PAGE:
A cross-party group of MPs have this week tabled an Early Day Motion urging for the current limit restricting faith free schools from selecting no more than half of their pupils by faith to be extended to all other state funded schools, to help boost integration and community cohesion in society. The Early Day Motion seeks to draw the attention of other MPs to the issue.
Fair Admissions Campaign Steering Group member, Rabbi Dr Jonathan Romain, said ‘Many faith free schools still exclude children on religious grounds and some admit a very homogeneous intake. However, the call for the 50% cap to be extended to other state funded faith schools is to be welcomed as a stepping stone towards greater reform, and highlights the growing consensus opposed to faith discrimination in society.’
The 50% faith free schools cap is, like the Early Day Motion, the subject of cross-party support. The cap was implemented by the coalition Government in May 2010 and has since remained as Government policy. The policy built on the approach of Labour’s last Secretary of State for Education, Ed Balls, whereby most of the final tranches of faith based academy schools approved under his tenure were required to adhere to a 50% faith selection limit. Attempts to prevent faith schools operating exclusive admission arrangements have however come under brutal attack.
Despite calls for it to soften its position, the Catholic Church of England and Wales continues to boycott the free schools programme in protest at the 50% selection rule. This is despite two private Catholic schools having already reopened as free schools, most private Roman Catholic schools in England and Wales not operating a religiously selective admission policy, and most state funded school systems in the developed world with faith schools not permitting schools to select pupils by faith. This includes many schools that are Roman Catholic. In January a group of sixteen civil society groups signed an open letter calling for the existing 50% cap to remain in place.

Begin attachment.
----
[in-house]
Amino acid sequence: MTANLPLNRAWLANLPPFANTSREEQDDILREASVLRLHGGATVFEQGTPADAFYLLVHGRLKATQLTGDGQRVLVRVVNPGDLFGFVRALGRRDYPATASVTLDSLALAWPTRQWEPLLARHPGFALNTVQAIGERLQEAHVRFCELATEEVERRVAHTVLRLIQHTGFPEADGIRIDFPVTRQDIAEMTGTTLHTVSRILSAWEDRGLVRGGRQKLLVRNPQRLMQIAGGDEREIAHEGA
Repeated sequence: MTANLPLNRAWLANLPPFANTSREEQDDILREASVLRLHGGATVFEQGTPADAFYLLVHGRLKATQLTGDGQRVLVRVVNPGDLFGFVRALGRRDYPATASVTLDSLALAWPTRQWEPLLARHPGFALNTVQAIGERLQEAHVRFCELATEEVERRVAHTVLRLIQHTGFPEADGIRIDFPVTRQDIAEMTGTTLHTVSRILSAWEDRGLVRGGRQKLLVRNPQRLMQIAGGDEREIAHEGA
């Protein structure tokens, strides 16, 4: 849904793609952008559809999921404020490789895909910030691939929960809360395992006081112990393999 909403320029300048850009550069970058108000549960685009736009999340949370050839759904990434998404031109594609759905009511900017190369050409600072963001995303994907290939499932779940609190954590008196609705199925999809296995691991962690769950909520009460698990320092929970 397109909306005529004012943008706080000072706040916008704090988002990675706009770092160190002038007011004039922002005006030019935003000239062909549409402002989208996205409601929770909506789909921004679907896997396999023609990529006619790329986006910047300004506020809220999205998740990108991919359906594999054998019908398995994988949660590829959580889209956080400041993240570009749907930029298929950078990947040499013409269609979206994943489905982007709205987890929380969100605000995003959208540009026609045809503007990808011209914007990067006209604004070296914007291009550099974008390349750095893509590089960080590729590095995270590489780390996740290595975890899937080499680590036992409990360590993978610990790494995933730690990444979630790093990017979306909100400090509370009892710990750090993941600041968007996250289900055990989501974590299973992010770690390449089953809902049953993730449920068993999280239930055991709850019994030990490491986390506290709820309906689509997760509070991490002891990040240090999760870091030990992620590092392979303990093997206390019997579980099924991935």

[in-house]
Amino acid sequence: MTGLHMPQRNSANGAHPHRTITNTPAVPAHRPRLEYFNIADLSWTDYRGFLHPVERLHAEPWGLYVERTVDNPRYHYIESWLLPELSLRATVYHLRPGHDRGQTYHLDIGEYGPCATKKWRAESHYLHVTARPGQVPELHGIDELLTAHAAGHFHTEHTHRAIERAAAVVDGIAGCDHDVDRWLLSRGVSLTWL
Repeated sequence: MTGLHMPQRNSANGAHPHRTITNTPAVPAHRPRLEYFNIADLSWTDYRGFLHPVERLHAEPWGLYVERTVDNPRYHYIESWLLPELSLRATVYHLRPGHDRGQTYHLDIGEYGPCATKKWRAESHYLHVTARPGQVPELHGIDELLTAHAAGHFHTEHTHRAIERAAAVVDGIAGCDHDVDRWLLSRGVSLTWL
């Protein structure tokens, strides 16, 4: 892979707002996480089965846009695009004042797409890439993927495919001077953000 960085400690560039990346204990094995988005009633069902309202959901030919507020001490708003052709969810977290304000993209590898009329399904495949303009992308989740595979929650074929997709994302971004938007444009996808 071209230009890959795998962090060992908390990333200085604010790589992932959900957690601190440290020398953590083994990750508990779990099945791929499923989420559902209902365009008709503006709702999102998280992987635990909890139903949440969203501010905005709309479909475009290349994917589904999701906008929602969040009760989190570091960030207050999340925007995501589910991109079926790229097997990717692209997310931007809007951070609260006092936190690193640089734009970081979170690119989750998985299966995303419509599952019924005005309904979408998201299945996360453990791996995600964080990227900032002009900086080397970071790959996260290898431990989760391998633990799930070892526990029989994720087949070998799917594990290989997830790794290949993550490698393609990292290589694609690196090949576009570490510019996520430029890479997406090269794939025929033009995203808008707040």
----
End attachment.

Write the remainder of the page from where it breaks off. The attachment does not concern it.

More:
The Early Day Motion states:
‘That this House acknowledges that mutual trust and understanding between people of different backgrounds grows when they are schooled together, which also benefits social cohesion in society at large; and therefore urges that the current policy where new faith free schools in England cannot select more than half their pupils on faith grounds is extended to all types of state-funded faith schools.‘
The academic evidence base has consistently shown a clear and positive contribution to social integration from ethnic mixing in schools.
A 2012 study by the Organisation for Economic Co-operation and Development (OECD) showed that the UK was one of only a very few OECD member countries that permit religious selection at state schools (table 2.3 p15). Research by the Fair Admissions Campaign (FAC) has reinforced this finding. The OECD identified that the Republic of Ireland, Estonia and Israel as having religiously selective state funded schools. In some Canadian provinces there are publicly funded Catholic schools that can refuse admission to non-Catholics before high school. The FAC are also aware that in Germany, a small number of private religious schools receive state funds and can religiously select. In the Netherlands, private faith schools that receive state funding can loosely require that pupils and parents support the mission/vision of the school. But we are not aware of any other countries. Countries with strong religious traditions, such as Italy, Spain and Poland, do not have religious discrimination in admissions to any state-funded schools.